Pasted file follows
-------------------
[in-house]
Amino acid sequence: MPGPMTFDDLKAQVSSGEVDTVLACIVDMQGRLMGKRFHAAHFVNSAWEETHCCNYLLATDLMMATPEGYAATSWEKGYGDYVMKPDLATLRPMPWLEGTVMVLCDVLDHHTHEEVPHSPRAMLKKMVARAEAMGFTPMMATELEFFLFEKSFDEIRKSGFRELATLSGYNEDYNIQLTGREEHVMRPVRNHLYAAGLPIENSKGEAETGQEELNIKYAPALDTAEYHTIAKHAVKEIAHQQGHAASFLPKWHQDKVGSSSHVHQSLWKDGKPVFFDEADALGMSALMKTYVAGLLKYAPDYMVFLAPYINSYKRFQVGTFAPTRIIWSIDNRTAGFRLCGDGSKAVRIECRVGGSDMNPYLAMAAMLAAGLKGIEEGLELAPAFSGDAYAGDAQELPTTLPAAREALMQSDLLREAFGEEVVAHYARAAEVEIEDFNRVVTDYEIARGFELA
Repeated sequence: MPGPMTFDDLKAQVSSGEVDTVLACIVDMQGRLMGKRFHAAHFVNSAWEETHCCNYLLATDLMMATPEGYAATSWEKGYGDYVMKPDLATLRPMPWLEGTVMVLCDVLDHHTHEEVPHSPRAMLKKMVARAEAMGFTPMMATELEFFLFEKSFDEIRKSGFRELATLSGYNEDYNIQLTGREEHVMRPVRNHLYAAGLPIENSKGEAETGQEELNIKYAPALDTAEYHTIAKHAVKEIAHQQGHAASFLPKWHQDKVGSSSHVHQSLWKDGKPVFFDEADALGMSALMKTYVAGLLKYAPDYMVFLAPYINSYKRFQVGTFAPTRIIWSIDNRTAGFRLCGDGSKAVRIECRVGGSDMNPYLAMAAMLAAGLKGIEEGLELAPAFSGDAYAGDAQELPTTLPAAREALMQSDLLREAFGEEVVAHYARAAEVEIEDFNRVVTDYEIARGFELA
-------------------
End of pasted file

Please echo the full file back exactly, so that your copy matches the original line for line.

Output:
[in-house]
Amino acid sequence: MPGPMTFDDLKAQVSSGEVDTVLACIVDMQGRLMGKRFHAAHFVNSAWEETHCCNYLLATDLMMATPEGYAATSWEKGYGDYVMKPDLATLRPMPWLEGTVMVLCDVLDHHTHEEVPHSPRAMLKKMVARAEAMGFTPMMATELEFFLFEKSFDEIRKSGFRELATLSGYNEDYNIQLTGREEHVMRPVRNHLYAAGLPIENSKGEAETGQEELNIKYAPALDTAEYHTIAKHAVKEIAHQQGHAASFLPKWHQDKVGSSSHVHQSLWKDGKPVFFDEADALGMSALMKTYVAGLLKYAPDYMVFLAPYINSYKRFQVGTFAPTRIIWSIDNRTAGFRLCGDGSKAVRIECRVGGSDMNPYLAMAAMLAAGLKGIEEGLELAPAFSGDAYAGDAQELPTTLPAAREALMQSDLLREAFGEEVVAHYARAAEVEIEDFNRVVTDYEIARGFELA
Repeated sequence: MPGPMTFDDLKAQVSSGEVDTVLACIVDMQGRLMGKRFHAAHFVNSAWEETHCCNYLLATDLMMATPEGYAATSWEKGYGDYVMKPDLATLRPMPWLEGTVMVLCDVLDHHTHEEVPHSPRAMLKKMVARAEAMGFTPMMATELEFFLFEKSFDEIRKSGFRELATLSGYNEDYNIQLTGREEHVMRPVRNHLYAAGLPIENSKGEAETGQEELNIKYAPALDTAEYHTIAKHAVKEIAHQQGHAASFLPKWHQDKVGSSSHVHQSLWKDGKPVFFDEADALGMSALMKTYVAGLLKYAPDYMVFLAPYINSYKRFQVGTFAPTRIIWSIDNRTAGFRLCGDGSKAVRIECRVGGSDMNPYLAMAAMLAAGLKGIEEGLELAPAFSGDAYAGDAQELPTTLPAAREALMQSDLLREAFGEEVVAHYARAAEVEIEDFNRVVTDYEIARGFELA